Now, here are some examples of blocking incoming traffic from a specific IP address, a range of IP addresses, and a CIDR block:

  • Block a Specific IP Address

To block incoming traffic from a specific IP address, use the following command:

sudo iptables -A INPUT -s <IP_ADDRESS> -j DROP

Replace <IP_ADDRESS> with the actual IP address you want to block.

  • Block a Range of IP Addresses

To block incoming traffic from a range of IP addresses, you can use the iprange module:

sudo iptables -A INPUT -m iprange --src-range 2xx.3x.1xx.125-2xx.3x.1xx.225 -j DROP

Replace 2xx.3x.1xx.125 and 2xx.3x.1xx.225 with the start and end IP addresses of the range you want to block.

  • Block a CIDR Block

To block incoming traffic from a CIDR block, use the following command:

sudo iptables -A INPUT -s <CIDR_BLOCK> -j DROP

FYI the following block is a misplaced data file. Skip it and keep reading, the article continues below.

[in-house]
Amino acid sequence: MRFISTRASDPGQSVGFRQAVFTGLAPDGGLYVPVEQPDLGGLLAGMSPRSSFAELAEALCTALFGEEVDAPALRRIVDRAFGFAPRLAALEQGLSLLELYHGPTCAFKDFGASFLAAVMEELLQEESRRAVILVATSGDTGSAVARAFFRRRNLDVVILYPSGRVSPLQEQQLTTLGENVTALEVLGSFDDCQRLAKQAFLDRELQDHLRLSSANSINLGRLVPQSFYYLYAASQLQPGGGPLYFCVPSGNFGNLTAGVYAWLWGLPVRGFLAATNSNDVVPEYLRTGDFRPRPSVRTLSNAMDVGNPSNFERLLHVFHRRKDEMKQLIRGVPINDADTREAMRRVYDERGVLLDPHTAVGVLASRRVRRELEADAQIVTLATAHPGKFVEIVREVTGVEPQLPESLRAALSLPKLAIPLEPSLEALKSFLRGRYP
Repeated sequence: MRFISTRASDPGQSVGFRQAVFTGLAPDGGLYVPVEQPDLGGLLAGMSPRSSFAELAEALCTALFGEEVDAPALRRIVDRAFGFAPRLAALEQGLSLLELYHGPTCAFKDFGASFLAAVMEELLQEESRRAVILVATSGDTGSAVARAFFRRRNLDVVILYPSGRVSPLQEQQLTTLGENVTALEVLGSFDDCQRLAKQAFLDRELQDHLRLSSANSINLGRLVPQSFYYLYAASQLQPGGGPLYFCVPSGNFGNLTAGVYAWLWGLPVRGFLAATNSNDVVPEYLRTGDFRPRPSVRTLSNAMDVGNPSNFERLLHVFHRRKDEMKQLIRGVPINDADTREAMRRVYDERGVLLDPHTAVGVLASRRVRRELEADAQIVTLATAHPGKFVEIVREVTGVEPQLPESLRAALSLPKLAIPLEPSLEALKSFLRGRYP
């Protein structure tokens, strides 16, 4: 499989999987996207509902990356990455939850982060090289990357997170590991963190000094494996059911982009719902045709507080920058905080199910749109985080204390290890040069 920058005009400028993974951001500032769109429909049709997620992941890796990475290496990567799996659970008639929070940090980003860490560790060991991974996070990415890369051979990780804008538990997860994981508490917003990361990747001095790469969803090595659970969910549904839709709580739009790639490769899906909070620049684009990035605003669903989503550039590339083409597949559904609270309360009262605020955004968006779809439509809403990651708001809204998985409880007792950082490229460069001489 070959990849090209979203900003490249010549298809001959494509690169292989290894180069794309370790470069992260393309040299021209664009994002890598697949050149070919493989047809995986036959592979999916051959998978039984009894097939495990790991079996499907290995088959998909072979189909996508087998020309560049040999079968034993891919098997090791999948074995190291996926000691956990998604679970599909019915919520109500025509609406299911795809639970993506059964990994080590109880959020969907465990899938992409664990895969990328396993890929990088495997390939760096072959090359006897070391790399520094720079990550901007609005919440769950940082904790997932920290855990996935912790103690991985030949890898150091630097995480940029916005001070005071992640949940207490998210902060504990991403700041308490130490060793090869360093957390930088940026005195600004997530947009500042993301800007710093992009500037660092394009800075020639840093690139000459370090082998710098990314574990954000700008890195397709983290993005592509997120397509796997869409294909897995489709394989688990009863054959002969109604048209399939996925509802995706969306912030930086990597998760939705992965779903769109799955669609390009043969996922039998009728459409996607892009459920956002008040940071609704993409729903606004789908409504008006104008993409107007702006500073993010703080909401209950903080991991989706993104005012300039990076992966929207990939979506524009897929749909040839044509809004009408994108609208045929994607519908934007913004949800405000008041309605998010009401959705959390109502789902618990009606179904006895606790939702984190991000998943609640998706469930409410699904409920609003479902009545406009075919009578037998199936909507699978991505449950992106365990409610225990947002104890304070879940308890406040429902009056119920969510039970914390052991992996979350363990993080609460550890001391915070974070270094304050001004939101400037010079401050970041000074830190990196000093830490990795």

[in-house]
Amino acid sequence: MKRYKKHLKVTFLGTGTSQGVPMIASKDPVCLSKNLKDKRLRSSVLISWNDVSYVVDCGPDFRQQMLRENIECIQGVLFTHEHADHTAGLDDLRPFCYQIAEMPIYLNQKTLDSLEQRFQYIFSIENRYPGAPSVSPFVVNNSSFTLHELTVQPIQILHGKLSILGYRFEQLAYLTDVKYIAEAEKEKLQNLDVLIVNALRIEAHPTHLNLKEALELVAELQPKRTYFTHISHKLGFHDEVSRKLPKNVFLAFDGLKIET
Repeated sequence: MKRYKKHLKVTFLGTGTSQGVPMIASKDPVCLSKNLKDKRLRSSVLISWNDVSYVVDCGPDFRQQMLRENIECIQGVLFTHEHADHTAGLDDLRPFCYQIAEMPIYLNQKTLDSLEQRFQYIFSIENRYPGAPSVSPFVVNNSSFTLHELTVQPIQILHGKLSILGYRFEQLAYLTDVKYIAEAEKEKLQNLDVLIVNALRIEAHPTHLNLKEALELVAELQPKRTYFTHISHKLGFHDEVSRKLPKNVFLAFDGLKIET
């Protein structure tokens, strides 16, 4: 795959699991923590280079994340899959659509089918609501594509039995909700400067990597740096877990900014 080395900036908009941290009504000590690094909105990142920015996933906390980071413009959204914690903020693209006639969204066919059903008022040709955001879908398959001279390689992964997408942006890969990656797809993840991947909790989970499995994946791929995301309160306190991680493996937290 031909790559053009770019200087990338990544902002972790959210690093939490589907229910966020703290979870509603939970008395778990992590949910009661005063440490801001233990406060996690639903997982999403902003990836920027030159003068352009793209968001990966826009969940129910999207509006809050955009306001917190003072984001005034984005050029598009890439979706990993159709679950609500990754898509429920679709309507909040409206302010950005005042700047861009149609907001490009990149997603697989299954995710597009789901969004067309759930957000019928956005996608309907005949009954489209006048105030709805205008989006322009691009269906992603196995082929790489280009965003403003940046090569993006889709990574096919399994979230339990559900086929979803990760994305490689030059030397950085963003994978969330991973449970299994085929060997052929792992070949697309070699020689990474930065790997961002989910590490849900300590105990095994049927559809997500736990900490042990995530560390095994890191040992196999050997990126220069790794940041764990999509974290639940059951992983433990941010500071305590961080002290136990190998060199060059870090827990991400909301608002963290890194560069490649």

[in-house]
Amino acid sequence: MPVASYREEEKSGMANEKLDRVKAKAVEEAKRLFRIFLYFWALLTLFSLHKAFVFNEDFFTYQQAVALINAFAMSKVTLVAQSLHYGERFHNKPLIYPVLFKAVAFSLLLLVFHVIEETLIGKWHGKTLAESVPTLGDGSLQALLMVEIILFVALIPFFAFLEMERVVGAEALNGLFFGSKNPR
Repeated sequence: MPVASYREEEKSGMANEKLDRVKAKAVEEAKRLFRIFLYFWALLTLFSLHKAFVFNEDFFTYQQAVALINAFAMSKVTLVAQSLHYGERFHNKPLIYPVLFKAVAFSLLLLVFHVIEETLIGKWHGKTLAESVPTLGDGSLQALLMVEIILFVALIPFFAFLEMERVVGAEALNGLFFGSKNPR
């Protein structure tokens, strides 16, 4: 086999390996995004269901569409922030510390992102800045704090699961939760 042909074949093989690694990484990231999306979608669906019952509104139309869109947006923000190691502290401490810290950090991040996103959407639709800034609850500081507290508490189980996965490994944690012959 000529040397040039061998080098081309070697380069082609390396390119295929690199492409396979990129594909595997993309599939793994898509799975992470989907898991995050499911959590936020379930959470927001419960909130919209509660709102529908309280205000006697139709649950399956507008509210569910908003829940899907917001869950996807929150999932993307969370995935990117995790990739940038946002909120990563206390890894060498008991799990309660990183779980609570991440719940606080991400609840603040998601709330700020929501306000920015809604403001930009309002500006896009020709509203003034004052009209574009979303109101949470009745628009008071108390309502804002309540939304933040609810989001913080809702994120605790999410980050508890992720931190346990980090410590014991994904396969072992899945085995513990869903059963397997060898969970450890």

Replace <CIDR_BLOCK> with the CIDR notation for the block you want to block (e.g.,

sudo iptables -A INPUT -s -j DROP

RECOMMENDED READING: How to block countries using iptables firewall on Linux

Save the iptables rules

Saving the iptables firewall rules requires you to first install the iptables-persistent package by running the following command;

sudo apt-get install iptables-persistent

Once you’ve finished installing the iptables-persistent package on your system, you can save the implemented firewall rules by running the following command:

sudo sh -c "iptables-save > /etc/iptables/rules.v4"